Written by: Kathleen Anneke and Alexa Gregg
When birth control burst onto the scene in the 1960s, a wave of liberation swept over the first world, and even more so when intrauterine devices (IUD) did away with the sudden panic of realizing you missed a pill. Now, as menstrual cups make their long awaited debut, many are questioning whether the two can share the spotlight.
As menstrual cups gain popularity, more research is being conducted to confirm their safety and efficacy, in particular answering the question of whether menstrual cups are safe to use with an IUD. Let’s cut right to the chase—when considering the research that has been conducted thus far, there could be an increased risk of IUD expulsion with menstrual cup use. However, it’s important to understand the science, so let’s talk specifics.
A recent study published in OB/GYN in May 2020 concluded concurrent menstrual cup use in women with copper IUDs have an increased risk of expulsion that continues with use. Just under 1,100 women enrolled in what was meant to be a three year trial, with follow ups at 6 weeks, then at 3, 6 and 12 months. About ¼ of women in the trial used a menstrual cup (266). However, after 9 months the researchers modified the protocol to advise subjects against concurrent cup use with IUDs due to the number of expulsions in the study. At the one year follow up, 14% of menstrual cup users expelled their IUDs vs 5% of non-users. About half of the menstrual cup users reported expulsion during cup removal. At the two year mark, expulsion rates in cup users was 23% vs 6.5% for non users.
A retrospective study done in 2019 published in Contraception reported seven cases of IUD expulsion in cup users. The timeframe of reported expulsion was one week to 13 months and included five levonorgestrel IUDs and 2 copper IUDs. All occurred with cup removal and all reported inadvertent pulling or pinching of their IUD string.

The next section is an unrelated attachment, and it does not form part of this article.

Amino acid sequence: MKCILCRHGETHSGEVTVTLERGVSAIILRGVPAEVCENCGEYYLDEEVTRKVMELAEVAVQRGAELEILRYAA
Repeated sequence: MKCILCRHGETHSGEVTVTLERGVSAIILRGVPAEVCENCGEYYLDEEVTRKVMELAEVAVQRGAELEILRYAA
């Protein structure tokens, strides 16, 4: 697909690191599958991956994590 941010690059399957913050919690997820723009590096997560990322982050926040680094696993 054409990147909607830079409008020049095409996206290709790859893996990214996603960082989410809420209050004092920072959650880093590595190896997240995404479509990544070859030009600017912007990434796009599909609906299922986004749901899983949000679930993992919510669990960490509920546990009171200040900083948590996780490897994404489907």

A 2012 study, also published in Contraception, did not demonstrate increased IUD expulsion with menstrual cup or tampon users, but the study subjects were only followed to six weeks after IUD insertion. 930 women enrolled, 10% used menstrual cups (96), 74% used tampons (690) and 43% used pads (402). The expulsion rate at 6 weeks was 2.5%, and no increase among various menstrual product users.
For non cup users, IUD expulsion rates, in general, are 3-10% of copper IUD users in the first year versus 3-6% of levonorgestrel IUD users. IUD expulsion risk factors include a history of prior expulsion, heavy periods, severe cramping, and placement immediately postpartum.
All of this information may feel a little confusing, or even downright discouraging if you’ve been considering using a menstrual cup while having an IUD, but here’s the bottom line—at this point, caution is needed with IUD and concurrent cup use until further research is completed. Put into perspective, both IUD and menstrual cup use have increased in popularity, so don’t ditch either one until more studies are performed. It’s also important to note that the referenced research did not disclose the types of menstrual cups used, nor IUD string length or personal risk factors for IUD expulsion.
That being said, maybe you’re still considering making the switch to a menstrual cup even with your IUD (yay you!). Here are some things you can do to reduce your risk of expulsion. First, talk with your clinician. Consider cutting your IUD string flush to your cervix, so it is not inadvertently pulled with cup removal. If you opt to do this, know that it could be challenging to remove your IUD, but certainly not impossible. Also, if you still get a period with the type of IUD you have, check your IUD string after each menses. Has it changed in length or feel different? If the answer is no, you’re good to go! And lastly, break your menstrual cup seal carefully each time you remove it.
If you feel ready to make the switch to a menstrual cup, take our quiz to find your best cup match to support you during your period. Our Saalt Cups come in different sizes and firmnesses to fit everyone who menstruates.
Empowering yourself with the knowledge and tools to be your own best advocate for your health is the key to long term success with cups and IUDs. Your doctor should be your best teammate when it comes to decisions about your reproductive health, so ask their opinion, weigh the pros and cons, and do what feels right for you and your body.